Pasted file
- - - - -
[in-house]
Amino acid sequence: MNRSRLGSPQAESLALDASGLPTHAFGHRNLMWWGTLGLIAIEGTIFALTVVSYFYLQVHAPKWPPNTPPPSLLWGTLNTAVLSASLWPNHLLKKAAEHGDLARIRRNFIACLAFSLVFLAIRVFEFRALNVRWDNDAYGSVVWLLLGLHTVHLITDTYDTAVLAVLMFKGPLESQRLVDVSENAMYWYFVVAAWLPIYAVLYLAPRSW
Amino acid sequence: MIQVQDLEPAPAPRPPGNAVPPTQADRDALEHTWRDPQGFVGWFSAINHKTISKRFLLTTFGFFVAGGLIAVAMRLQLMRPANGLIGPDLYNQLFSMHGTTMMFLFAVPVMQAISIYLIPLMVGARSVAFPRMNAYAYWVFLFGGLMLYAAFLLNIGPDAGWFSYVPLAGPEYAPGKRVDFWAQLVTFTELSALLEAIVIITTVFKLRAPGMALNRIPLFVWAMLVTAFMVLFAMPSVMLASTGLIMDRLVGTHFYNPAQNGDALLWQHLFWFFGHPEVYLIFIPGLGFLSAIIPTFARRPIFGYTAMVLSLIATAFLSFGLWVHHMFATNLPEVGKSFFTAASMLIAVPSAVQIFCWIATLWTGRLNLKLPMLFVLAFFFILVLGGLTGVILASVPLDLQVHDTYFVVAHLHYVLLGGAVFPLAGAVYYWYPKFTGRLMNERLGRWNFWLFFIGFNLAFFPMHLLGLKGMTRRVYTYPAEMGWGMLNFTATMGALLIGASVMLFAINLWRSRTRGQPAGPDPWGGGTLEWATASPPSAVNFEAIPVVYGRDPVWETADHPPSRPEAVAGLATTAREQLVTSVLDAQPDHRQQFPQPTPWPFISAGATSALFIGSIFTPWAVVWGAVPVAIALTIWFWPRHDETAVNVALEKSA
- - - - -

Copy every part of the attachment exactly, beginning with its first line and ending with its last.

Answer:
[in-house]
Amino acid sequence: MNRSRLGSPQAESLALDASGLPTHAFGHRNLMWWGTLGLIAIEGTIFALTVVSYFYLQVHAPKWPPNTPPPSLLWGTLNTAVLSASLWPNHLLKKAAEHGDLARIRRNFIACLAFSLVFLAIRVFEFRALNVRWDNDAYGSVVWLLLGLHTVHLITDTYDTAVLAVLMFKGPLESQRLVDVSENAMYWYFVVAAWLPIYAVLYLAPRSW
Amino acid sequence: MIQVQDLEPAPAPRPPGNAVPPTQADRDALEHTWRDPQGFVGWFSAINHKTISKRFLLTTFGFFVAGGLIAVAMRLQLMRPANGLIGPDLYNQLFSMHGTTMMFLFAVPVMQAISIYLIPLMVGARSVAFPRMNAYAYWVFLFGGLMLYAAFLLNIGPDAGWFSYVPLAGPEYAPGKRVDFWAQLVTFTELSALLEAIVIITTVFKLRAPGMALNRIPLFVWAMLVTAFMVLFAMPSVMLASTGLIMDRLVGTHFYNPAQNGDALLWQHLFWFFGHPEVYLIFIPGLGFLSAIIPTFARRPIFGYTAMVLSLIATAFLSFGLWVHHMFATNLPEVGKSFFTAASMLIAVPSAVQIFCWIATLWTGRLNLKLPMLFVLAFFFILVLGGLTGVILASVPLDLQVHDTYFVVAHLHYVLLGGAVFPLAGAVYYWYPKFTGRLMNERLGRWNFWLFFIGFNLAFFPMHLLGLKGMTRRVYTYPAEMGWGMLNFTATMGALLIGASVMLFAINLWRSRTRGQPAGPDPWGGGTLEWATASPPSAVNFEAIPVVYGRDPVWETADHPPSRPEAVAGLATTAREQLVTSVLDAQPDHRQQFPQPTPWPFISAGATSALFIGSIFTPWAVVWGAVPVAIALTIWFWPRHDETAVNVALEKSA